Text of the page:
Sugar is the most difficult ingredient to avoid in the control of arthritis because it can be found almost everywhere, whether in foods or drinks. Even though it is an unhealthy element for the body in general, it is consumed in absurd amounts by the general population every day. Sometimes, we do not even know it’s there. In the case of arthritis, sugar has a negative impact due to the cytokines it contains, which are known to induce pain if found in high levels. “The incidence of abnormal glucose metabolism in patients with rheumatoid arthritis was considerably higher than the general population. The persistent systemic inflammatory state in rheumatoid arthritis might be associated with the glucose metabolism dysfunction. In this context, insulin resistance, islet β cell apoptosis, inflammatory cytokines, and other aspects which were linked with abnormal glucose metabolism in rheumatoid arthritis were reviewed.”8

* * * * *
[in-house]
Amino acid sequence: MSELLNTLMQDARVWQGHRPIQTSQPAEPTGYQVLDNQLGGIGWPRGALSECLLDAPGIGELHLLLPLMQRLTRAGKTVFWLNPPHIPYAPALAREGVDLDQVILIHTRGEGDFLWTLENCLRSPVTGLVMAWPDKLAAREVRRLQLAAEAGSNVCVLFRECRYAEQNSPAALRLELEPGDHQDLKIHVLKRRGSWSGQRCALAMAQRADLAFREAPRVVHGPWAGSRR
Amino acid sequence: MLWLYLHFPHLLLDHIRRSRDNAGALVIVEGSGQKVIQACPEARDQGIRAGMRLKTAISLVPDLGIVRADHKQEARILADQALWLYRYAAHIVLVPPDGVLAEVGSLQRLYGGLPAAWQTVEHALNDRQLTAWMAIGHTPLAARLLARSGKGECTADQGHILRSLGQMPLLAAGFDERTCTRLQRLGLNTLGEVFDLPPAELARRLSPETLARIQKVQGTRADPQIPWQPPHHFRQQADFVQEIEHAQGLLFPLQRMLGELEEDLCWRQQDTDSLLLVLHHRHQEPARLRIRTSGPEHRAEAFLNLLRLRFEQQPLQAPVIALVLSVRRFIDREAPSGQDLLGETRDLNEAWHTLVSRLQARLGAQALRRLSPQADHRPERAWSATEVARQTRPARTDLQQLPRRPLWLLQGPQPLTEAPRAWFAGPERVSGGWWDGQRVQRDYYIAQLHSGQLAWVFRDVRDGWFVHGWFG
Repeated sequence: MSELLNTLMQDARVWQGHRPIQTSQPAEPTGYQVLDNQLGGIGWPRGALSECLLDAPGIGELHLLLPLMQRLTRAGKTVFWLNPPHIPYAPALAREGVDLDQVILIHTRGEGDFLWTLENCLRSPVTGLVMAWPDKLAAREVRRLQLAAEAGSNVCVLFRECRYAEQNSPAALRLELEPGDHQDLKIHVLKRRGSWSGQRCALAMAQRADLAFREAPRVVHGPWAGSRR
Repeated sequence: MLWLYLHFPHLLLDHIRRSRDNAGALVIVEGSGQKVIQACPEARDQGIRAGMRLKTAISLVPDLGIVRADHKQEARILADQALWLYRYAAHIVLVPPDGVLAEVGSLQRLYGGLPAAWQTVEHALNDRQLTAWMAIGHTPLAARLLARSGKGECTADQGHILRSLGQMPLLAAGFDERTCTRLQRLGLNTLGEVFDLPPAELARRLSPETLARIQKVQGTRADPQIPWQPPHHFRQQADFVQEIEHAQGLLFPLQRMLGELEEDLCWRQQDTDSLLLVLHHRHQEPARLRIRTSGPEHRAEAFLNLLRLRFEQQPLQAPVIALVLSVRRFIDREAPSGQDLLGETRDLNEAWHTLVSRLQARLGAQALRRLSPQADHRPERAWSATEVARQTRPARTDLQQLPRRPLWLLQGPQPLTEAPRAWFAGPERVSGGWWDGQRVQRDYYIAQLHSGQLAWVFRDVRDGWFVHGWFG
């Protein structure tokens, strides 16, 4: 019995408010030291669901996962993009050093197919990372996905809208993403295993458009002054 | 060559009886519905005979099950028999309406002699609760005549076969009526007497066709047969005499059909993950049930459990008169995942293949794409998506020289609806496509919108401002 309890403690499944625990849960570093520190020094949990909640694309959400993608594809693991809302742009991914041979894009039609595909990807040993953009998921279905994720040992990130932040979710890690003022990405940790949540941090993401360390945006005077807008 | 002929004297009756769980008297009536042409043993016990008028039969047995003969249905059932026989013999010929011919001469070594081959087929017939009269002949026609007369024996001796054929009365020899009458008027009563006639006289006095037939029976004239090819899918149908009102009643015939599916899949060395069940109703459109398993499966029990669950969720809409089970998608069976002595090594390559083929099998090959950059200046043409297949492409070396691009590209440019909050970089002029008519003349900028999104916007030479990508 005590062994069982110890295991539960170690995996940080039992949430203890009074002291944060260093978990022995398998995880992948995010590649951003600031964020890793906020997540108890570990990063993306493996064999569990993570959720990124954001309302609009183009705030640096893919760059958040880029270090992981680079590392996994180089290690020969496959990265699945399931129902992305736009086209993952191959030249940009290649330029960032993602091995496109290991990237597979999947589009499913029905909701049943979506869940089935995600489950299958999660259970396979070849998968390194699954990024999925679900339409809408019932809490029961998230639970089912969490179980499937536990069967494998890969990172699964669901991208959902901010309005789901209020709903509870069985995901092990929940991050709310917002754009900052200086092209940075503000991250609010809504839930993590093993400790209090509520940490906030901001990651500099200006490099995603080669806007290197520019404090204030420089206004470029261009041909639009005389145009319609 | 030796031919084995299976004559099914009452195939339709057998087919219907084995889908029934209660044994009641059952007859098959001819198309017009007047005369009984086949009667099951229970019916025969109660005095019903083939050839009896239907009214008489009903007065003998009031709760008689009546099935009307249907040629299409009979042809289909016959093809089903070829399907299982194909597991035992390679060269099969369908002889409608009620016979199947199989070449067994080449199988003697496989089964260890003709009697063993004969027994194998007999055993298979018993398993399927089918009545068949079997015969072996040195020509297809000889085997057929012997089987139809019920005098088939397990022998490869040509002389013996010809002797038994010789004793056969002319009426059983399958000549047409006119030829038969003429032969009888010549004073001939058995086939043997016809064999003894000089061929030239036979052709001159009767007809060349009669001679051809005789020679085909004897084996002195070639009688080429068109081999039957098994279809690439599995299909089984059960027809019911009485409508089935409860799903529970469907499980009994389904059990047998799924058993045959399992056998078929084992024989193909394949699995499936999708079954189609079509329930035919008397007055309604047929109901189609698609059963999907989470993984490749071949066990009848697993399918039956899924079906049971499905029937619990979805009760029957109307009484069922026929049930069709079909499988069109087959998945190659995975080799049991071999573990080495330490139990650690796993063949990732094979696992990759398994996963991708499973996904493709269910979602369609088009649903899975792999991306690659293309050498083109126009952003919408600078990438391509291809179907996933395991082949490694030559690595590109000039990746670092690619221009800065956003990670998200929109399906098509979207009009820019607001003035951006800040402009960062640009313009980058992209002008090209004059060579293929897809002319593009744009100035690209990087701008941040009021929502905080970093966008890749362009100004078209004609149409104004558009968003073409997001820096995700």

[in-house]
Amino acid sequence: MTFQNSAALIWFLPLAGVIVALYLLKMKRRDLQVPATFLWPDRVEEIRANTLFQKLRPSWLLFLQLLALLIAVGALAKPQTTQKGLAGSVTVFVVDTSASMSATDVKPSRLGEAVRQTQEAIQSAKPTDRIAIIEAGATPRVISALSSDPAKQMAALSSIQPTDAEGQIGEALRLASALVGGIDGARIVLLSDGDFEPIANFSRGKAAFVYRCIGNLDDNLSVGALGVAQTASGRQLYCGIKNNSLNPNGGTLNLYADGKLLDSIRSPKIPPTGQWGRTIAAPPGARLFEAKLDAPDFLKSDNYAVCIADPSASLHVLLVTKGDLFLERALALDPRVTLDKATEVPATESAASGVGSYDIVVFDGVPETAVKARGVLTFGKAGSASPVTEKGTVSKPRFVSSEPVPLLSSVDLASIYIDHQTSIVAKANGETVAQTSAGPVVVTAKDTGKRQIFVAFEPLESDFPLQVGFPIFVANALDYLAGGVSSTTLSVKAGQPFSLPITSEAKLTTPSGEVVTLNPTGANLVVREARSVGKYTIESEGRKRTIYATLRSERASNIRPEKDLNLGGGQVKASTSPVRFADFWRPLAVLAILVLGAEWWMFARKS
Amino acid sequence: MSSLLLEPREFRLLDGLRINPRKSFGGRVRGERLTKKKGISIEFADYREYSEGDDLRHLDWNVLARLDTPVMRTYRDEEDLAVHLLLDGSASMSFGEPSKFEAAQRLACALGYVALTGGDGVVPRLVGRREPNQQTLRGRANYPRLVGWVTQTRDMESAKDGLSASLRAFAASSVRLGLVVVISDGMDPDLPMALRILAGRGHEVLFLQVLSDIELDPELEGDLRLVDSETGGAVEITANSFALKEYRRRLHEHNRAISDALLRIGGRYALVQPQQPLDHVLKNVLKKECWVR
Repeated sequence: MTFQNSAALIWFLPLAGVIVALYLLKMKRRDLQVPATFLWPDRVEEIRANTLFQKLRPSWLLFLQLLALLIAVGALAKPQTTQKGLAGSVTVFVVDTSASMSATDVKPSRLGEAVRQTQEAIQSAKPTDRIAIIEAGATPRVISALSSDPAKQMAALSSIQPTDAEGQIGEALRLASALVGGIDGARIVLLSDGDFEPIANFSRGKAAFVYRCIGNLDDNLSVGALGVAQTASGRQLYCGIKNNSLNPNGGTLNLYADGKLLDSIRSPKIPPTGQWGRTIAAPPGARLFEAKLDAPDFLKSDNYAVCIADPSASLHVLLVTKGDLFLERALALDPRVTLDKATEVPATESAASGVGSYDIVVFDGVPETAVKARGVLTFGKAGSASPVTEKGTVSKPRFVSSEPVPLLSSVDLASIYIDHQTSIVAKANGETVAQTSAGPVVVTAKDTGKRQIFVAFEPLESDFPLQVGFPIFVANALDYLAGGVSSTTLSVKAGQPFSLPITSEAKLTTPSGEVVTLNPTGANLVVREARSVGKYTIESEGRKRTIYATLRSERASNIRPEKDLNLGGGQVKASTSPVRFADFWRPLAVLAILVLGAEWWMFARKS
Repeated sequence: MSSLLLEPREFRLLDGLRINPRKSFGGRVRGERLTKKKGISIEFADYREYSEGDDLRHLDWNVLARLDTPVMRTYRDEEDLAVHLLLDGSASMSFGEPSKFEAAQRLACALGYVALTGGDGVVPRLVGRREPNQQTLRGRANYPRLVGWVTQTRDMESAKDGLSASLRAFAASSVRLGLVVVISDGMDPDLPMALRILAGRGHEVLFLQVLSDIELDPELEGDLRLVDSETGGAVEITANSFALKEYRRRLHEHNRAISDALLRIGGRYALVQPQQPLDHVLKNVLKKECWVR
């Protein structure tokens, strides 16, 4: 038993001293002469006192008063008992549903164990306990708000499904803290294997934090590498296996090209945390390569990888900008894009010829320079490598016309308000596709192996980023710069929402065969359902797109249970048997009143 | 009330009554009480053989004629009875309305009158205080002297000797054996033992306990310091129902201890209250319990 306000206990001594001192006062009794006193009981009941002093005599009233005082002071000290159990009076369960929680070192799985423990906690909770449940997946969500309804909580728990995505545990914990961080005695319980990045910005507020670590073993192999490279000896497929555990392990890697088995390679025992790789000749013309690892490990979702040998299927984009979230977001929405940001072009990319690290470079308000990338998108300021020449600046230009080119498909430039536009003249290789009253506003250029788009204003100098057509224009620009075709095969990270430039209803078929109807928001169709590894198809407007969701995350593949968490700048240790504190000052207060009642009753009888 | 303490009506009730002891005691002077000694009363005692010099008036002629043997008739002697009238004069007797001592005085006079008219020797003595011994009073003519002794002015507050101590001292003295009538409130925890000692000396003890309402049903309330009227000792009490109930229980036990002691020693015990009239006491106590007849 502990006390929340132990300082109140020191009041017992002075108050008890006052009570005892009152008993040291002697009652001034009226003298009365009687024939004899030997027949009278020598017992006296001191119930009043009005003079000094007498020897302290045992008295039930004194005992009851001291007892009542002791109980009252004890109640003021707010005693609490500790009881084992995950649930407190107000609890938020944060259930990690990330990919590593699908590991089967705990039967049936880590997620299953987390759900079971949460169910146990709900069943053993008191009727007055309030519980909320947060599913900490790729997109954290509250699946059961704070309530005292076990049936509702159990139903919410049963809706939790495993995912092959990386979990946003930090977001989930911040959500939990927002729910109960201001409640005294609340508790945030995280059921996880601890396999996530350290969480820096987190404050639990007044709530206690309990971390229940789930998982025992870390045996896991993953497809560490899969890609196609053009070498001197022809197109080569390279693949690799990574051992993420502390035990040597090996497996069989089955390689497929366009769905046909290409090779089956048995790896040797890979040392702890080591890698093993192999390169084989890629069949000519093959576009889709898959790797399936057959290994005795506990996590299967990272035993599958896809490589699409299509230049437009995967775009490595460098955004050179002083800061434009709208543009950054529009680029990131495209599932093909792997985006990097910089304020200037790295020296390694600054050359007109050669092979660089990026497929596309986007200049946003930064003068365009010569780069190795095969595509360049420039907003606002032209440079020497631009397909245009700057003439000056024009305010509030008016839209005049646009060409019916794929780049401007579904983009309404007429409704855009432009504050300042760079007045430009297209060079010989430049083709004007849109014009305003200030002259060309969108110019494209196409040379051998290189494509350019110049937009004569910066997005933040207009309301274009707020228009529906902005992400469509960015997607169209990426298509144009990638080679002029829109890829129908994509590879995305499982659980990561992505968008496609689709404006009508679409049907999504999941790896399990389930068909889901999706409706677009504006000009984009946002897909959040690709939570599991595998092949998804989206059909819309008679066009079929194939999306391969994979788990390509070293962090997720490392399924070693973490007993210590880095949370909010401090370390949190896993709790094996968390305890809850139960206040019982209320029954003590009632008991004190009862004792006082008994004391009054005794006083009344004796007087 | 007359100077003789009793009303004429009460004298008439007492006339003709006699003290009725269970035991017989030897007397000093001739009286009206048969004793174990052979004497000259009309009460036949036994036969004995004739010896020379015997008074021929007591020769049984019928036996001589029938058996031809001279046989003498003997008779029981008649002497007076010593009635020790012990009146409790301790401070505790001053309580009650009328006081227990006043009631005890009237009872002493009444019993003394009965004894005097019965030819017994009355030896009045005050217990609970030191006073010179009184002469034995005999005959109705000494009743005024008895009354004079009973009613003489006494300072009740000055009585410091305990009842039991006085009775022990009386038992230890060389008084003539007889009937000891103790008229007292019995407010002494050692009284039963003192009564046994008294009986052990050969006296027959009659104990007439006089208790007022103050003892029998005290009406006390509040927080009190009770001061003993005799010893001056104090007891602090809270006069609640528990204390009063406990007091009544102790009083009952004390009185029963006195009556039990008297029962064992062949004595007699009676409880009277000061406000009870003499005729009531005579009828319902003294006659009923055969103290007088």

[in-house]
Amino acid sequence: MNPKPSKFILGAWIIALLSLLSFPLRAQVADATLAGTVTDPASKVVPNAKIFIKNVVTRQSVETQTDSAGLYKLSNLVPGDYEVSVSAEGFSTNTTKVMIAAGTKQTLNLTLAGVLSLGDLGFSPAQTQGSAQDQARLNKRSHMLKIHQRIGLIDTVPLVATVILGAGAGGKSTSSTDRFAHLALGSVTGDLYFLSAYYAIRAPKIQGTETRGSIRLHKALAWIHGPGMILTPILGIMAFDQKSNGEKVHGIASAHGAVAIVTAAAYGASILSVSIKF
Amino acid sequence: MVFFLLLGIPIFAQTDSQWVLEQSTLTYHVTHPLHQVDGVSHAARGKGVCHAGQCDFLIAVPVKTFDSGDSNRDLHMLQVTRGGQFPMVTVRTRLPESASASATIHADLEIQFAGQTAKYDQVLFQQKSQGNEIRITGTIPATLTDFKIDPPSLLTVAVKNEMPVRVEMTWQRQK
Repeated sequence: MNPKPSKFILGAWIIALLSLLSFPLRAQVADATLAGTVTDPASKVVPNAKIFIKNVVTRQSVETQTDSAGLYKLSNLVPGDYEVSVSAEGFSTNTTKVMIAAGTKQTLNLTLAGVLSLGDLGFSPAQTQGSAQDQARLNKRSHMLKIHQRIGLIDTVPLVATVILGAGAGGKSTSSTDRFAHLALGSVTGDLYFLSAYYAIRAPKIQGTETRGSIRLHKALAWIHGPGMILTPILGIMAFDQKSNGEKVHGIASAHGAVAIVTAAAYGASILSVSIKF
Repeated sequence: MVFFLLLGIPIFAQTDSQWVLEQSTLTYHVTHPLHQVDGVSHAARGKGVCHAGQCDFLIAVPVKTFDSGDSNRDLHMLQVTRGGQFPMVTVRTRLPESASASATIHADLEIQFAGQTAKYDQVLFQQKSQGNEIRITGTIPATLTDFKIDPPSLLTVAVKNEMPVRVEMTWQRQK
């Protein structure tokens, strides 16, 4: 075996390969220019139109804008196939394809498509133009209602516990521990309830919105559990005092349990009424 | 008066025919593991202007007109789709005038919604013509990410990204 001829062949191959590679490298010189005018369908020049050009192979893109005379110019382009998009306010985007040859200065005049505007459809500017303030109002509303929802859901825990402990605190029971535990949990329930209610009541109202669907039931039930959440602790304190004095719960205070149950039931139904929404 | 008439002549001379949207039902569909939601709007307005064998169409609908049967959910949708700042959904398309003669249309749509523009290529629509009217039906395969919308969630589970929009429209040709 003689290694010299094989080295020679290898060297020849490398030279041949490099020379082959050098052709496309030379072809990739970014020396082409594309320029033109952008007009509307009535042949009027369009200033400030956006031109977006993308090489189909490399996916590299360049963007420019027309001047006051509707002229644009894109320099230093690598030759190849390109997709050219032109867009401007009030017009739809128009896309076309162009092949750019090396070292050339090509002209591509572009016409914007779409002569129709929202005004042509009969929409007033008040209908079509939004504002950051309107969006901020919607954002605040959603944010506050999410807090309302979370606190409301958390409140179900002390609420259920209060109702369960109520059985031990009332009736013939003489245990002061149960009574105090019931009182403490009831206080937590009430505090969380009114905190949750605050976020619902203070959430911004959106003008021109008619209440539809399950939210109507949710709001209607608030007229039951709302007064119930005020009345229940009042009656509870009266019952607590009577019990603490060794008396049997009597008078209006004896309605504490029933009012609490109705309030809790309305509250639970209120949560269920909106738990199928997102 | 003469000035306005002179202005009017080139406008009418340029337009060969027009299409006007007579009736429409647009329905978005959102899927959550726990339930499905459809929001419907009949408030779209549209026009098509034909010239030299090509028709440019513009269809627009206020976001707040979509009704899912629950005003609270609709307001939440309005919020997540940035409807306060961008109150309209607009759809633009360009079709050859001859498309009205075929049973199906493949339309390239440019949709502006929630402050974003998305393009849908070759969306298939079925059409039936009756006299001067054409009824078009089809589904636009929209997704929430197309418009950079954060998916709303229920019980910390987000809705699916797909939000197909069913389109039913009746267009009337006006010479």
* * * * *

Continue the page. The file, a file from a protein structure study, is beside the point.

These should be completely removed from your diet because they increase general inflammation and can cause serious cardiac issues. “Rheumatoid arthritis (RA) is a systemic connective tissue disease which develops in the course of an autoimmune inflammatory process triggered by environmental factors in a genetically predisposed person. One of the environmental factors is the diet. RA patients’ adherence to a healthy diet remains low, despite plentiful data confirming positive effects of some foods, e.g. fish rich in n-3 polyunsaturated fatty acids (PUFAs), as well as the negative influence of unhealthy eating patterns, such as high consumption of fats and sugars, on RA incidence, activity and treatment response.”9